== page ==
MIKE SCHNEIDER | Associated Press
Mel Martinez frames his life as a classic immigrant success story - a teenage refugee from Cuba who eventually reaches the height of political power.
Four years ago, he became the first Cuban-American to serve in a presidential cabinet. On Wednesday, he defeated Democrat Betty Castor to win the Senate seat being vacated by retiring Sen. Bob Graham. He is the first Cuban-American ever elected to the U.S. Senate.
Martinez arrived in Florida from Cuba four decades ago, leaving his family behind on the communist island. He was placed with a foster family in Orlando, studied hard to learn English and worked odd jobs that helped him buy his father a used car when his parents arrived in the United States four years later.
Martinez, 58, put himself through college and earned a law degree at Florida State University. He then made a name for himself on the local political scene - becoming chairman of Orange County government - before President Bush named him housing secretary in 2000.
“It’s a mix of experiences that I think keeps me in touch with the common man. I’m not someone who’s forgotten where he comes from,” Martinez said. “My understanding of freedom and oppression, my understanding of a government that ran amok and tried to do everything and did nothing well, my understanding of having to make your way in life, having to pay your way through college, living alone, living in a foster home.”
Martinez was groomed in national politics during the past three years by Bush and his Republican advisers. Former Democratic supporters from Martinez’s days in Orlando politics said they think Washington’s influence made Martinez more partisan and conservative - a suggestion he denies.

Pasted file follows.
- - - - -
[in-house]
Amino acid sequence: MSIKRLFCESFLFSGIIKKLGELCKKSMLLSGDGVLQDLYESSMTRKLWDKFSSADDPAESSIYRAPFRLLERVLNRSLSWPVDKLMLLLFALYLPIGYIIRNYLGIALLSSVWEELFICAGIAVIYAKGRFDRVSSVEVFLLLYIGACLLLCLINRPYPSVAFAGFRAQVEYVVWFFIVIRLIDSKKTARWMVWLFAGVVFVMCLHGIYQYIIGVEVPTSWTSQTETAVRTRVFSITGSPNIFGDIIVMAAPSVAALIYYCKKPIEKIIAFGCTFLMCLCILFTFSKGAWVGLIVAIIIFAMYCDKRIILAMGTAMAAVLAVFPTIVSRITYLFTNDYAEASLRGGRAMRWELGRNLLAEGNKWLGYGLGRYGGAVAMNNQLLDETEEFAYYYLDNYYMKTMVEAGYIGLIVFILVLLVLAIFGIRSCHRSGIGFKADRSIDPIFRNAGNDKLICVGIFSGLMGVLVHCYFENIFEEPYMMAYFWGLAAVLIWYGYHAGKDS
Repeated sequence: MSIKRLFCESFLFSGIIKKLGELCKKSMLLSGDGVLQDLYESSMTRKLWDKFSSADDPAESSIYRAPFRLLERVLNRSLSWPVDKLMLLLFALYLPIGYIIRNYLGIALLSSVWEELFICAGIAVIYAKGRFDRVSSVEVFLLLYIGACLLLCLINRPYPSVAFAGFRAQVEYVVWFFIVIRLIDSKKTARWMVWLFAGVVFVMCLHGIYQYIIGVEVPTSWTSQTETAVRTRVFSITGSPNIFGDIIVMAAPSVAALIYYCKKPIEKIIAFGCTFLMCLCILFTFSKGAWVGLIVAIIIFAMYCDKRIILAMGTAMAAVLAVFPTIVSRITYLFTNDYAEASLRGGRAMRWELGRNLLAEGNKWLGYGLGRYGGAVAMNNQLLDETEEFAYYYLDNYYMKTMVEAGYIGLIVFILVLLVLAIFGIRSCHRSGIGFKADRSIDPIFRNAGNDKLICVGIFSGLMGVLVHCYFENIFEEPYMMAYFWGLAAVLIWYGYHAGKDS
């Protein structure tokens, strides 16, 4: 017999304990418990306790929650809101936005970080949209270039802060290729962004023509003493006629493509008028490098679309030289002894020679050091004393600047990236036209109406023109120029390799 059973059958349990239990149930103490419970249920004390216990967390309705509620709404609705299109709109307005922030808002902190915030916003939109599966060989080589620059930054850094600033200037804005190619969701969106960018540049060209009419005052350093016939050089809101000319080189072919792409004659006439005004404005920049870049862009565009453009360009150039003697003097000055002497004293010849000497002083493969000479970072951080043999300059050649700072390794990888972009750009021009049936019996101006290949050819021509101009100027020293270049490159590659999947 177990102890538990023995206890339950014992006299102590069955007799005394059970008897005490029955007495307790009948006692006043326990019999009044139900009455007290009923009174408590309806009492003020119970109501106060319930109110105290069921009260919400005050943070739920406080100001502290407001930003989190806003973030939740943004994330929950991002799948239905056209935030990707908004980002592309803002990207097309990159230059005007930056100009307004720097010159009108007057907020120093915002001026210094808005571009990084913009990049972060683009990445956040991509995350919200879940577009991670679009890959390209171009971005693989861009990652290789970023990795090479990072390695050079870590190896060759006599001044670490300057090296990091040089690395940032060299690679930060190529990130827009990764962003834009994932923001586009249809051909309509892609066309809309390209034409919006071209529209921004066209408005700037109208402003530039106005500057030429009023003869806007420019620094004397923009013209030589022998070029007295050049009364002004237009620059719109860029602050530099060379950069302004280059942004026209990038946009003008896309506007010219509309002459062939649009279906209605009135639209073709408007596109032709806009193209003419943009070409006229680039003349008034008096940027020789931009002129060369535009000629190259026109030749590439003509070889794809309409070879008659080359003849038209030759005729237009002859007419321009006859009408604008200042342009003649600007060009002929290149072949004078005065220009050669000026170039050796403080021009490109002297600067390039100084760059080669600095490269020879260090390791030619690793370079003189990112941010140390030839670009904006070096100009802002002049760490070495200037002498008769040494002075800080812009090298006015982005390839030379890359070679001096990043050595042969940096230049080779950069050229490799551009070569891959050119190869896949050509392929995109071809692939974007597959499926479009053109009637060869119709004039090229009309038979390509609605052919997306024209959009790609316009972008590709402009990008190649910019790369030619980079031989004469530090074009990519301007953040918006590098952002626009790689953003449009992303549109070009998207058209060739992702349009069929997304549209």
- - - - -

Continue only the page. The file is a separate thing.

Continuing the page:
He ran a sometimes contentious campaign. Martinez accused Castor, a former state education commissioner, of not doing enough to crack down on a professor accused of supporting terrorism when she was president of the University of South Florida in the 1990s. Castor denied the accusations.
Similar hardball tactics were used in the GOP primary race. His campaign released mailings and a short-lived ad that described former U.S. Rep. Bill McCollum, an undisputed conservative, as a darling of the “radical homosexual lobby” for supporting hate-crime legislation that covered gays among other groups.
The primary left McCollum fuming. Martinez blamed the tactics on staff members and he said he made staff changes as a result.
By contrast, Martinez earned a “Mr. Nice Guy” reputation as a pragmatist supported by both Democrats and Republicans when he was chairman of Orange County government between 1998 and 2000. Before winning elective office, Martinez had worked as a lawyer in a politically connected law firm.
As HUD secretary, Martinez won praise from consumer groups for trying to make changes to simplify the mortgage settlement process during home purchases; HUD shelved the proposal after Martinez left. He also launched an initiative to reduce homelessness.
His critics said he lacked a comprehensive vision for the agency, favored helping moderate-income people become homeowners over building new public housing for the poor and that he failed to maintain and revitalize the public housing stock.
Martinez, who has a friendship with President Bush, supports the commander in chief on almost every issue with one exception. Martinez, a former trial lawyer, supports higher caps on lawyer’s fees in medical malpractice cases than that pushed by Republicans.
He stepped down from his cabinet post at the urging of the White House and Bush political adviser Karl Rove, who hoped his addition to the ballot would shore up the Cuban vote for the president and pre-empt U.S. Rep. Katherine Harris, R-Fla., from entering the race.